International lawyer Rafael Lemkin was born in a small village in Bezwodne, Belarus. He studied philosophy in Heidelberg, Germany and law in Lvov, Ukraine, before becoming a prosecutor in Warsaw, Poland.  Already in 1933, Lemkin argued that especially barbaric crimes, such as those perpetrated against the Armenians in Turkey or the Assyrians in Iraq, could be considered criminal under international law.  Ten years later, at the height of the Holocaust against the Jews, Lemkin would develop his theory and coin the term “genocide.”

Lemkin wrote: “[G]enocide does not necessarily mean the immediate destruction of a nation.... It is intended rather to signify a coordinated plan of different actions aiming at the destruction of essential foundations of the life of national groups, with the aim of annihilating the groups themselves. The objectives of such a plan would be the disintegration of the political and social institutions, of culture, language, national feelings, religion, and the economic existence of national groups, and the destruction of the personal security, liberty, health, dignity, and even the lives of the individuals belonging to such groups.”

Lemkin fought and was injured in the brief fight against the Nazi invasion of Poland in 1939. He managed to escape to Sweden and then came to the United States in 1941, where he joined the law faculty of Duke University in North Carolina. Although he was able to save his own life, Lemkin lost 49 relatives in the Holocaust.

In 1943, Lemkin became a special advisor to the War Department, dealing with international law. He wrote a highly influential article entitled Axis Rule in Occupied Europe, published in 1944, that defined the term “genocide” for the first time. Lemkin’s idea of genocide as an offense against international law was widely accepted by the international community and was one of the legal bases of the Nuremberg Trials of Nazi war criminals, where Lemkin served as an advisor to US Supreme Court Justice and Chief Prosecutor Robert H. Jackson. Lemkin’s concept of genocide was then codified in 1948 in the United Nations Convention on the Prevention and Punishment of the Crime of Genocide.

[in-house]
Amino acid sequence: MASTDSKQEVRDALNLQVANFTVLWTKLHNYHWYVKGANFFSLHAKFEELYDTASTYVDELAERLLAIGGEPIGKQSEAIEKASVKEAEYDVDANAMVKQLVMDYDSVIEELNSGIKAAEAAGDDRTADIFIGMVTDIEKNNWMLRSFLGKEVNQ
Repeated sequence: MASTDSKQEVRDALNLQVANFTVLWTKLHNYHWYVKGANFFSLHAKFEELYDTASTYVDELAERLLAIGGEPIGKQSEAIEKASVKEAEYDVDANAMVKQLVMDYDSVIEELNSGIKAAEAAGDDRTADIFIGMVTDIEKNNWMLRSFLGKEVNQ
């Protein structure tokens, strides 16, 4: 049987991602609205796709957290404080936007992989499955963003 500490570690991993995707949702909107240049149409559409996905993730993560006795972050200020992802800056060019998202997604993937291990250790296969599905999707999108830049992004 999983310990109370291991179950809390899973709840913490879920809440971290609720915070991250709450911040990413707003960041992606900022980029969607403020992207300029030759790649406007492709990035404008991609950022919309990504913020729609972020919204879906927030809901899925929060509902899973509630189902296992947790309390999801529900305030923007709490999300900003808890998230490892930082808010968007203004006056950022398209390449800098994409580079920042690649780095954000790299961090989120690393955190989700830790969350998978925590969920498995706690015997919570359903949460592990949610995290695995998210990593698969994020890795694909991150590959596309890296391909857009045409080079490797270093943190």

Never has the intent to eliminate an entire minority group been more clear than the Nazi’s genocidal campaign against the Jews.  But the Holocaust is not the only genocide in human history.  Many people consider the centuries of wars against Native Americans in North and South America to have been genocidal.  Only two decades before the Nazis began their extermination of the Jews, as many as 1.5 million Armenians died in an internal conflict in the Ottoman Empire that many people consider a genocide.  Other minority ethnic groups in the Ottoman Empire also suffered great losses during this period, including Assyrians and Greeks.  In the 1930’s millions of people in Ukraine, Belarus, Kazakhstan, Moldova and Russia, many of them ethnic minorities, died of starvation due to agricultural policies imposed by Josef Stalin and the Soviet Union.  

Unfortunately, there were many precedents for the Nazi’s murderous designs to eliminate the Jews, though none conceived or executed on so massive a scale. Even after the Holocaust, many seem not to have learned the lessons of history. More recent genocidal conflicts have occurred in Cambodia, Bosnia, Rwanda and Darfur, Sudan. Millions of people have been brutally murdered or starved to death in these areas while the world looked on and did little or nothing to help. As with the Holocaust, accurate figures for the number of people killed are difficult to determine.